Scientists from State Key Laboratory of High Performance Ceramics and Superfine Microstructure, Shanghai Institute of Ceramics, Chinese Academy of Sciences, and Materials Genome Institute Shanghai University reviewed some representative activity descriptors to screen high-activity catalysts in future high-throughput calculations and experiments.

 

 

ENVIRONMENT

 

Transfer technique produces wearable gallium nitride gas sensors

A transfer technique based on thin sacrificial layers of boron nitride could allow high-performance gallium nitride gas sensors to be grown on sapphire substrates and then transferred to metallic or flexible polymer support materials. The technique could facilitate the production of low-cost wearable, mobile, and disposable sensing devices.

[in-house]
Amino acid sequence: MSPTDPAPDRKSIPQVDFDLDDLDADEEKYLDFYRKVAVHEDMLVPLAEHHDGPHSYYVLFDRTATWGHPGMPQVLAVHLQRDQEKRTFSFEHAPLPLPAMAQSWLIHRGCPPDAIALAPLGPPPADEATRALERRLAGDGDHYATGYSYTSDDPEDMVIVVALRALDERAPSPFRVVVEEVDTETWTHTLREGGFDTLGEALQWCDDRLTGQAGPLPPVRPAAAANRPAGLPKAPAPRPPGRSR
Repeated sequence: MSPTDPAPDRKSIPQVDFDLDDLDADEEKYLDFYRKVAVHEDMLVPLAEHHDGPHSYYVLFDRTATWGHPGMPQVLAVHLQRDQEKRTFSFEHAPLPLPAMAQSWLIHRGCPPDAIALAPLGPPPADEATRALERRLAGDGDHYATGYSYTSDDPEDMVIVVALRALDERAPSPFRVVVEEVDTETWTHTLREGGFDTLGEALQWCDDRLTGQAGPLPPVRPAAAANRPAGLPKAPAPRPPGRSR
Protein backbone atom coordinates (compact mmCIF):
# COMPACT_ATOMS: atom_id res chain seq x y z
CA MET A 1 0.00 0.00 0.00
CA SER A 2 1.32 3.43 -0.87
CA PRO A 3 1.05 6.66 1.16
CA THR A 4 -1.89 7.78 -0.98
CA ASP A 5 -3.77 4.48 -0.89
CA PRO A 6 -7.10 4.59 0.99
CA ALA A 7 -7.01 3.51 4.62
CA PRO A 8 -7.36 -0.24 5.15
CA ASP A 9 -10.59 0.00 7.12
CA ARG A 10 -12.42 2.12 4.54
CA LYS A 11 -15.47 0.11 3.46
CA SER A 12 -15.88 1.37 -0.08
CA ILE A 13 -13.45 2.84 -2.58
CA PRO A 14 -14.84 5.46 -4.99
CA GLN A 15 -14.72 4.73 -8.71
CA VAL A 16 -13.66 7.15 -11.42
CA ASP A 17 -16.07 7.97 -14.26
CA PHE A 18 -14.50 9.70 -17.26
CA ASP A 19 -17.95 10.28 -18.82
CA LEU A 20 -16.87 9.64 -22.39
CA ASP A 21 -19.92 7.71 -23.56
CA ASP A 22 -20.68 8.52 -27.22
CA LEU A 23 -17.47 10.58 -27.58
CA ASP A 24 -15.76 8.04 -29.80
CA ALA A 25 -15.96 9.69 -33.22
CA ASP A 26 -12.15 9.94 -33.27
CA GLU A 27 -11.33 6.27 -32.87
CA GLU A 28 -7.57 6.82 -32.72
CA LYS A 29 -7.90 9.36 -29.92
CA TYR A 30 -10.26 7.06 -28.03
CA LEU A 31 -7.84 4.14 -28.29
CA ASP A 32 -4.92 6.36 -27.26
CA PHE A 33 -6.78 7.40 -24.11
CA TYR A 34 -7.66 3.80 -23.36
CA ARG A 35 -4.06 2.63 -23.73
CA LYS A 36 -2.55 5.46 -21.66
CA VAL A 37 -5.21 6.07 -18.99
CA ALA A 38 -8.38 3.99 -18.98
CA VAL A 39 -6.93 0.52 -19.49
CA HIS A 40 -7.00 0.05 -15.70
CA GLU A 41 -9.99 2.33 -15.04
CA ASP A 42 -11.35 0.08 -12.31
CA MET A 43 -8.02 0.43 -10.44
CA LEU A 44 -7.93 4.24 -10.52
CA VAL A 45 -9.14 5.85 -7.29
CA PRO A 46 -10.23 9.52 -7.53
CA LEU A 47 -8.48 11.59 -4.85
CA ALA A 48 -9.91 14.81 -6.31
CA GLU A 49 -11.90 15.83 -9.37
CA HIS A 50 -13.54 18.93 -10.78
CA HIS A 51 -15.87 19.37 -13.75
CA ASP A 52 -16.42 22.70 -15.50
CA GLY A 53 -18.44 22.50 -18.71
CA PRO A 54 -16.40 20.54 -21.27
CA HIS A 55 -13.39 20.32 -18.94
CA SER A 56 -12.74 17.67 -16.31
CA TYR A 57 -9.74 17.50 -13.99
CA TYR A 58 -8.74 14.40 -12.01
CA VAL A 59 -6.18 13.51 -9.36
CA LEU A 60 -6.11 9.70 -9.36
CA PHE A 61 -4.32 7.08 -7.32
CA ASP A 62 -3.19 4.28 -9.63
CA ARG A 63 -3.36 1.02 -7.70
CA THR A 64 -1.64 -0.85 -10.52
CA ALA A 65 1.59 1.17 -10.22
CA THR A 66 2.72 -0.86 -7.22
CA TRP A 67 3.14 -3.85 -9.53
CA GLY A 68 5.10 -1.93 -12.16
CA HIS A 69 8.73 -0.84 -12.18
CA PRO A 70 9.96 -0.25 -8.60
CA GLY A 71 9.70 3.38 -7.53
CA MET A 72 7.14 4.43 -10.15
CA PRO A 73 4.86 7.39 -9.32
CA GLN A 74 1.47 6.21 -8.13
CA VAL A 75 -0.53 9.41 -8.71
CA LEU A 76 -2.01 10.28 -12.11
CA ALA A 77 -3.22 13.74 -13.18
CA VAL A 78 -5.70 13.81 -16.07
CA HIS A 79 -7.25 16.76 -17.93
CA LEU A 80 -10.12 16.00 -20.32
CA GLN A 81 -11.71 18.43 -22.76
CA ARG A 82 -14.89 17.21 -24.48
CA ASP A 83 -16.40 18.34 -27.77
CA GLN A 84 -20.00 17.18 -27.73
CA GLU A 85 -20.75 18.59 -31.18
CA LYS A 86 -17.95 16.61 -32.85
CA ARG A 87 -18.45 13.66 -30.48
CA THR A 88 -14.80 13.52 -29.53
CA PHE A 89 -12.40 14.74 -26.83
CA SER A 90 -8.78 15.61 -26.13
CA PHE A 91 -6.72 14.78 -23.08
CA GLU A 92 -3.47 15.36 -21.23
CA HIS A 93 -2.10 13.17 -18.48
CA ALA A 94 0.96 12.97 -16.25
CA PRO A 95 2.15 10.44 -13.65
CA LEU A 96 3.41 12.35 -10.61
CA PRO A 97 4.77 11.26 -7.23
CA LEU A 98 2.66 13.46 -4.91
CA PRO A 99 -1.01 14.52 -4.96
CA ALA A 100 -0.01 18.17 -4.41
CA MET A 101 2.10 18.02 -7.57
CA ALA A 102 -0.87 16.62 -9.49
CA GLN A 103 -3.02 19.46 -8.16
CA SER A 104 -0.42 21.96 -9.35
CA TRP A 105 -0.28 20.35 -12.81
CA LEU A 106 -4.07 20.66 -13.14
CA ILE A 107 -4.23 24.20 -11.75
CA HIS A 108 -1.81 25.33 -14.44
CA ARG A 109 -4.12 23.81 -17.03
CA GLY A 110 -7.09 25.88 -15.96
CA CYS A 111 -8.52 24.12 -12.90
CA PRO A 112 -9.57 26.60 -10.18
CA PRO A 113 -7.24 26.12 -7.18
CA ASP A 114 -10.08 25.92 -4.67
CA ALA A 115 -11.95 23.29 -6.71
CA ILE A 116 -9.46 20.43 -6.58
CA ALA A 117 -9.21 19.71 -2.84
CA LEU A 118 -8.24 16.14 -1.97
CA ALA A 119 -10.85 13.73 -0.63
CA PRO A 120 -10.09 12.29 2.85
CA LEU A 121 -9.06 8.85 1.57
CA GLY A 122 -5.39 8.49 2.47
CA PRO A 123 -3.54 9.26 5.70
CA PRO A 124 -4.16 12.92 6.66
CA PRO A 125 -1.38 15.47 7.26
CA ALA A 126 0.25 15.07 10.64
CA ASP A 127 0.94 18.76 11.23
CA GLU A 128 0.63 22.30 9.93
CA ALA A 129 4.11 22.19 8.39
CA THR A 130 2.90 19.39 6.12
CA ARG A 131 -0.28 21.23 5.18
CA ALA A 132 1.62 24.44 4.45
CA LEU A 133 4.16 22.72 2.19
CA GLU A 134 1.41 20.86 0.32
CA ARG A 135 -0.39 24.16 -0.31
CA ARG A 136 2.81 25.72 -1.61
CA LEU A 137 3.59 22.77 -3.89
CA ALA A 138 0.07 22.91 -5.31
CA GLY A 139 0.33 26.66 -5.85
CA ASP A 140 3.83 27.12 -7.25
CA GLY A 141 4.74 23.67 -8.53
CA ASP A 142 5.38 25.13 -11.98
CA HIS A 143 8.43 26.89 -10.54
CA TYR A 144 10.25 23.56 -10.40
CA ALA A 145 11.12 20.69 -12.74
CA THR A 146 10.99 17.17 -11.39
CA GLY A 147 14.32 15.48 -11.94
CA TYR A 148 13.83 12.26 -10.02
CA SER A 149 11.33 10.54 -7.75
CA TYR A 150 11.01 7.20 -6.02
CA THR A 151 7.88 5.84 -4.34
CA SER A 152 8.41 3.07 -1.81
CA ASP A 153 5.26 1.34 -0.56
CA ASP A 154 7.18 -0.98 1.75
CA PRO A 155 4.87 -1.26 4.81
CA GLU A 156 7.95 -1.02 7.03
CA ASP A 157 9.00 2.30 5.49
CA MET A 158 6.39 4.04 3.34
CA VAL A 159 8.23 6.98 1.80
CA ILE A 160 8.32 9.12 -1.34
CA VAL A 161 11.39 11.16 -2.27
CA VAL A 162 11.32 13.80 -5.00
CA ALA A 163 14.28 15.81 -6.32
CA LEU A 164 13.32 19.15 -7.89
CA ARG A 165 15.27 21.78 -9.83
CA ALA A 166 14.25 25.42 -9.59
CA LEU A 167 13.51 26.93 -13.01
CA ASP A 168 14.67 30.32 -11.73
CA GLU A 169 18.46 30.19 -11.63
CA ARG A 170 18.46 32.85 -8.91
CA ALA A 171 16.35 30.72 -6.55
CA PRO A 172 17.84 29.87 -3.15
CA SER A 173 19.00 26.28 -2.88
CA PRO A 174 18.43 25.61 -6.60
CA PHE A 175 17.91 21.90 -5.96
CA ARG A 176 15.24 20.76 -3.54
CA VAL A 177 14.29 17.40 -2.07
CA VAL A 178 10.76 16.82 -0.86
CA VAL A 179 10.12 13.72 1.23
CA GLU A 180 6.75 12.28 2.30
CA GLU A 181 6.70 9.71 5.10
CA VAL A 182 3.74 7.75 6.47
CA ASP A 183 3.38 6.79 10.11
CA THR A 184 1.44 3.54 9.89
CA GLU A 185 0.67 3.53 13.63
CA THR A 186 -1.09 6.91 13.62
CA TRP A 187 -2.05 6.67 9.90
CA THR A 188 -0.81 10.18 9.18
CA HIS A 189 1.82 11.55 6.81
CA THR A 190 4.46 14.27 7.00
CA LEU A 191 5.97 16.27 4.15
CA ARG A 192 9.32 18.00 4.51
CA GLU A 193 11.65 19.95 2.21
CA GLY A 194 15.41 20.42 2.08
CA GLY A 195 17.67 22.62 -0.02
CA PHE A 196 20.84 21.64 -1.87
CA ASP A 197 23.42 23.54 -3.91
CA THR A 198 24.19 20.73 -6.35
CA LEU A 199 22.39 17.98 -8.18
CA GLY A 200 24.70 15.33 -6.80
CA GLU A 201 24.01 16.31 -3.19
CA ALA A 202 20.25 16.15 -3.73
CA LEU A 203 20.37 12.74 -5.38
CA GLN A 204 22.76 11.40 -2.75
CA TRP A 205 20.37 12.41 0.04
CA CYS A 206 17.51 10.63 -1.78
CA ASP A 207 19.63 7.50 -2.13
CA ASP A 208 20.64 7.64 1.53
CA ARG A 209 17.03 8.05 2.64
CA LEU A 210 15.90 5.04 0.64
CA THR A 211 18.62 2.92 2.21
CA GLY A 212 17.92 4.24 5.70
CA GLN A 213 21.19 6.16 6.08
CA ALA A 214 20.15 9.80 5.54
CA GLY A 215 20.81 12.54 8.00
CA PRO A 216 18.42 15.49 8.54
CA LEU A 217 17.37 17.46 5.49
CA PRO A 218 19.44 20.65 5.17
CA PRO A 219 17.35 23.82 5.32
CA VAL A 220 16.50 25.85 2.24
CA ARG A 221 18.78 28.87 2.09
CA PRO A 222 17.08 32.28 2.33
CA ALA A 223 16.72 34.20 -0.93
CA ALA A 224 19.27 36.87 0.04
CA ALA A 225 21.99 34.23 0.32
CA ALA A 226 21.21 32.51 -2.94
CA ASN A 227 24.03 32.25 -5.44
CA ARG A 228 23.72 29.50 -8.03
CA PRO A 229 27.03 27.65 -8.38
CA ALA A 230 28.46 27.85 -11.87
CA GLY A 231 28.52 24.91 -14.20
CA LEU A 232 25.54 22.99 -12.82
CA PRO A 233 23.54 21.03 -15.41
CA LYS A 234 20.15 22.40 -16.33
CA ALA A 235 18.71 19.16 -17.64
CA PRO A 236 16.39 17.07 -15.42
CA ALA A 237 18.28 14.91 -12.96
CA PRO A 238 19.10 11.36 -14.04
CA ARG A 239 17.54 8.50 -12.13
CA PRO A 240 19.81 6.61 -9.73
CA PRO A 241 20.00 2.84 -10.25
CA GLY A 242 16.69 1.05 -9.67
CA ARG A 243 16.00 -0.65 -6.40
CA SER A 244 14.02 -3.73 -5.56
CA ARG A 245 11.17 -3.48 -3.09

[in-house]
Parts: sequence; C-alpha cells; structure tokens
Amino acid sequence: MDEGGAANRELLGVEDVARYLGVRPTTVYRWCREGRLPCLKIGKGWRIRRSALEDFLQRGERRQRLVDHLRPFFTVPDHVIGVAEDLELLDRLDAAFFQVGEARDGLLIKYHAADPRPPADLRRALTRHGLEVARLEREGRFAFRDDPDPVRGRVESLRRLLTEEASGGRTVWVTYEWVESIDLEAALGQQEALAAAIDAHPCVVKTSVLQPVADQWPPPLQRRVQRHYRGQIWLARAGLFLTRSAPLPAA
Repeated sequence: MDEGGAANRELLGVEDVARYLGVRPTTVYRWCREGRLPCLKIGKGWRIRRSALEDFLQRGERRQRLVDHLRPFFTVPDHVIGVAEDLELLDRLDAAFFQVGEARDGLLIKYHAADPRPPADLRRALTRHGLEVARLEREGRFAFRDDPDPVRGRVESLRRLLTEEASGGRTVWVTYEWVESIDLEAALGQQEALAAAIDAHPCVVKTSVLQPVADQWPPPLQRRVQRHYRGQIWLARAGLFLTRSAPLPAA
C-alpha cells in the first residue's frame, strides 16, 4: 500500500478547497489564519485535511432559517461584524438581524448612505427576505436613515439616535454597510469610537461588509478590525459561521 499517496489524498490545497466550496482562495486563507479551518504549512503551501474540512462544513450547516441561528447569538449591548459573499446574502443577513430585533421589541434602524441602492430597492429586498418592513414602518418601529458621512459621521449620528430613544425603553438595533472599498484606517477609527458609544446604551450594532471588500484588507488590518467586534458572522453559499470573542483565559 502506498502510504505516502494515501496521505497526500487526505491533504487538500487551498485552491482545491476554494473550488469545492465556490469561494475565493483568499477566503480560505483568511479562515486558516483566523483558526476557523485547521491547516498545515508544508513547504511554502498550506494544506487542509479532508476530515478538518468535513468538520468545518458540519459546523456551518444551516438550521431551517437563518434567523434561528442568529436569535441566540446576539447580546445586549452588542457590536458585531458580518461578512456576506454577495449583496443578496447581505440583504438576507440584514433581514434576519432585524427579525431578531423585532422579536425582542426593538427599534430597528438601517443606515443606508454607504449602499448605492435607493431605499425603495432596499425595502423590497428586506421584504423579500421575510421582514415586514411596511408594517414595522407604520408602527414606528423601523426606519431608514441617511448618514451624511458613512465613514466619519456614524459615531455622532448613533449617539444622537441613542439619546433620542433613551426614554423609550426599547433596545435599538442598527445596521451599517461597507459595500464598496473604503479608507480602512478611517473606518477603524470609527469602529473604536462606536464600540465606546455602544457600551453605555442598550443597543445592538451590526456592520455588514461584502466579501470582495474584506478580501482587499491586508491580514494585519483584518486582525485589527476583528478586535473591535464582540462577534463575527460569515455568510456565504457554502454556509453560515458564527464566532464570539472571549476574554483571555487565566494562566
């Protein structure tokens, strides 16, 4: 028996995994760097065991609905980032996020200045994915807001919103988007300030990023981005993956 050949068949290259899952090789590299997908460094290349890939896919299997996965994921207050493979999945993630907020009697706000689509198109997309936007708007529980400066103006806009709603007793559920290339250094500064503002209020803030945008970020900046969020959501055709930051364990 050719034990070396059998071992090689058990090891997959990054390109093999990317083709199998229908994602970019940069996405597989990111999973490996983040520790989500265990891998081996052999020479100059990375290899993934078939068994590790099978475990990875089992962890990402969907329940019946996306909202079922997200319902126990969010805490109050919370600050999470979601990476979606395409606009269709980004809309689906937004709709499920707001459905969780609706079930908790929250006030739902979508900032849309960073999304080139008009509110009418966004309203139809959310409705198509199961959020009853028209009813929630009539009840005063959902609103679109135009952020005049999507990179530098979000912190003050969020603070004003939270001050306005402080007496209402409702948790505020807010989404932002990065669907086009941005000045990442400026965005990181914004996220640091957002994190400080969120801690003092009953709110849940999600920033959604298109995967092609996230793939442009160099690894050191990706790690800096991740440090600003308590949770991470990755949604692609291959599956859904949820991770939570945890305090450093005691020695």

Turning emissions into fuel

MIT researchers have developed a new system that could potentially be used for converting power plant emissions of carbon dioxide into useful fuels for cars, trucks, and planes, as well as into chemical feedstocks for a wide variety of products.

 

Climate change could cause substantial losses for manufacturing in China by mid-21st century

To date, most empirical evidence on climate change impacts have focused on the agricultural sector. Little is known about the effects on, say, manufacturing in, say, China, which is in many ways “the factory of the world.”

 

Photosynthesis informs solar energy, materials science, nanotechnology, and photonics

Scientists explore new methods to capitalize on Nature’s light-harvesting secrets. Their new study outlines the design of a synthetic system for energy gathering, conversion and transport that may point the way to innovations in solar energy, materials science, nanotechnology and photonics.